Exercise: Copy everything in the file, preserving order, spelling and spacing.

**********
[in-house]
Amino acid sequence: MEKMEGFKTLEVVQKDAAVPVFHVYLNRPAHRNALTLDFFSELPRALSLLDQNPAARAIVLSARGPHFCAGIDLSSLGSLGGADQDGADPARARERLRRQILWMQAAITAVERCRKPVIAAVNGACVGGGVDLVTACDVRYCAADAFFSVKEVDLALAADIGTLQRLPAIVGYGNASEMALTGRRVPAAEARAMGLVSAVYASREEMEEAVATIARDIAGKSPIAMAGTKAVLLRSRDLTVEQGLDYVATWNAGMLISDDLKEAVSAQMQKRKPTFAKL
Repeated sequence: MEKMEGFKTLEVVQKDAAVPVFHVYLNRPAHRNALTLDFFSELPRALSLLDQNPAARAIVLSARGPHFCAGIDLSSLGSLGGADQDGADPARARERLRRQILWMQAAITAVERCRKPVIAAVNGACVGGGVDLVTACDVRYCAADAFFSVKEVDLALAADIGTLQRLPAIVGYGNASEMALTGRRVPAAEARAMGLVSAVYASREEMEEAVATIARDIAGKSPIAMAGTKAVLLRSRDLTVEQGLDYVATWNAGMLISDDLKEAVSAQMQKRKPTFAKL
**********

[in-house]
Amino acid sequence: MEKMEGFKTLEVVQKDAAVPVFHVYLNRPAHRNALTLDFFSELPRALSLLDQNPAARAIVLSARGPHFCAGIDLSSLGSLGGADQDGADPARARERLRRQILWMQAAITAVERCRKPVIAAVNGACVGGGVDLVTACDVRYCAADAFFSVKEVDLALAADIGTLQRLPAIVGYGNASEMALTGRRVPAAEARAMGLVSAVYASREEMEEAVATIARDIAGKSPIAMAGTKAVLLRSRDLTVEQGLDYVATWNAGMLISDDLKEAVSAQMQKRKPTFAKL
Repeated sequence: MEKMEGFKTLEVVQKDAAVPVFHVYLNRPAHRNALTLDFFSELPRALSLLDQNPAARAIVLSARGPHFCAGIDLSSLGSLGGADQDGADPARARERLRRQILWMQAAITAVERCRKPVIAAVNGACVGGGVDLVTACDVRYCAADAFFSVKEVDLALAADIGTLQRLPAIVGYGNASEMALTGRRVPAAEARAMGLVSAVYASREEMEEAVATIARDIAGKSPIAMAGTKAVLLRSRDLTVEQGLDYVATWNAGMLISDDLKEAVSAQMQKRKPTFAKL